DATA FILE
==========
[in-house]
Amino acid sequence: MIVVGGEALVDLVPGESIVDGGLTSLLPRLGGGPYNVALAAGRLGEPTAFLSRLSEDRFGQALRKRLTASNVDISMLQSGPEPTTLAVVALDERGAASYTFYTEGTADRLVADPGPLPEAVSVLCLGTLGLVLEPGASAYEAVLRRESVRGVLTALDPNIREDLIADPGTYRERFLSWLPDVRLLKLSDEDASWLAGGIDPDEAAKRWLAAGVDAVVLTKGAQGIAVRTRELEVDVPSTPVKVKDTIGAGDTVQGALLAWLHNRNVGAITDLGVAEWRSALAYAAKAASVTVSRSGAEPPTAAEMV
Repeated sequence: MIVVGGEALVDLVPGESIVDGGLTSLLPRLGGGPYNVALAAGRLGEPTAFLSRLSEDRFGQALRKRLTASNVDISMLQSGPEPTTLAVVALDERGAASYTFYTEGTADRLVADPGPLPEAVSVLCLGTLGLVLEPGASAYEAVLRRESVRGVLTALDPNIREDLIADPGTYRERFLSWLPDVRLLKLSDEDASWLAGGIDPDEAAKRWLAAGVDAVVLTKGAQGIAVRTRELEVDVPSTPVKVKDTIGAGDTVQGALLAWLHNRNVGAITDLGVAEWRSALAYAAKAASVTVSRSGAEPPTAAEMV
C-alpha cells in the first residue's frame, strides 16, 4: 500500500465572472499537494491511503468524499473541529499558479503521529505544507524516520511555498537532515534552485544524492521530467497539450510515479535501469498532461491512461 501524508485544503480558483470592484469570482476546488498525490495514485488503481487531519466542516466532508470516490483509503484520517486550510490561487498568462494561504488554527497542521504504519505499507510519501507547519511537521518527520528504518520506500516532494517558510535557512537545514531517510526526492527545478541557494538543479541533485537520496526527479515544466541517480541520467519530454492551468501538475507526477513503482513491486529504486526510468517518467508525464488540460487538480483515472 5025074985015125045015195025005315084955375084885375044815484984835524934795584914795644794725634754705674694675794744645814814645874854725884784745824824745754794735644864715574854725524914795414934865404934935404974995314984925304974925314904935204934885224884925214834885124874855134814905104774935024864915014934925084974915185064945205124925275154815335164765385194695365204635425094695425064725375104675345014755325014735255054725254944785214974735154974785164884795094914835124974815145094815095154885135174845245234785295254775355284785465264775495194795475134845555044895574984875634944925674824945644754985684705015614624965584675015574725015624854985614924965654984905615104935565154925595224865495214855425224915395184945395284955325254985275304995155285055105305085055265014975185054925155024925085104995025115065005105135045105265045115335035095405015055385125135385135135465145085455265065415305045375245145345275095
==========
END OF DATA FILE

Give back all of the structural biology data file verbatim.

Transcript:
[in-house]
Amino acid sequence: MIVVGGEALVDLVPGESIVDGGLTSLLPRLGGGPYNVALAAGRLGEPTAFLSRLSEDRFGQALRKRLTASNVDISMLQSGPEPTTLAVVALDERGAASYTFYTEGTADRLVADPGPLPEAVSVLCLGTLGLVLEPGASAYEAVLRRESVRGVLTALDPNIREDLIADPGTYRERFLSWLPDVRLLKLSDEDASWLAGGIDPDEAAKRWLAAGVDAVVLTKGAQGIAVRTRELEVDVPSTPVKVKDTIGAGDTVQGALLAWLHNRNVGAITDLGVAEWRSALAYAAKAASVTVSRSGAEPPTAAEMV
Repeated sequence: MIVVGGEALVDLVPGESIVDGGLTSLLPRLGGGPYNVALAAGRLGEPTAFLSRLSEDRFGQALRKRLTASNVDISMLQSGPEPTTLAVVALDERGAASYTFYTEGTADRLVADPGPLPEAVSVLCLGTLGLVLEPGASAYEAVLRRESVRGVLTALDPNIREDLIADPGTYRERFLSWLPDVRLLKLSDEDASWLAGGIDPDEAAKRWLAAGVDAVVLTKGAQGIAVRTRELEVDVPSTPVKVKDTIGAGDTVQGALLAWLHNRNVGAITDLGVAEWRSALAYAAKAASVTVSRSGAEPPTAAEMV
C-alpha cells in the first residue's frame, strides 16, 4: 500500500465572472499537494491511503468524499473541529499558479503521529505544507524516520511555498537532515534552485544524492521530467497539450510515479535501469498532461491512461 501524508485544503480558483470592484469570482476546488498525490495514485488503481487531519466542516466532508470516490483509503484520517486550510490561487498568462494561504488554527497542521504504519505499507510519501507547519511537521518527520528504518520506500516532494517558510535557512537545514531517510526526492527545478541557494538543479541533485537520496526527479515544466541517480541520467519530454492551468501538475507526477513503482513491486529504486526510468517518467508525464488540460487538480483515472 5025074985015125045015195025005315084955375084885375044815484984835524934795584914795644794725634754705674694675794744645814814645874854725884784745824824745754794735644864715574854725524914795414934865404934935404974995314984925304974925314904935204934885224884925214834885124874855134814905104774935024864915014934925084974915185064945205124925275154815335164765385194695365204635425094695425064725375104675345014755325014735255054725254944785214974735154974785164884795094914835124974815145094815095154885135174845245234785295254775355284785465264775495194795475134845555044895574984875634944925674824945644754985684705015614624965584675015574725015624854985614924965654984905615104935565154925595224865495214855425224915395184945395284955325254985275304995155285055105305085055265014975185054925155024925085104995025115065005105135045105265045115335035095405015055385125135385135135465145085455265065415305045375245145345275095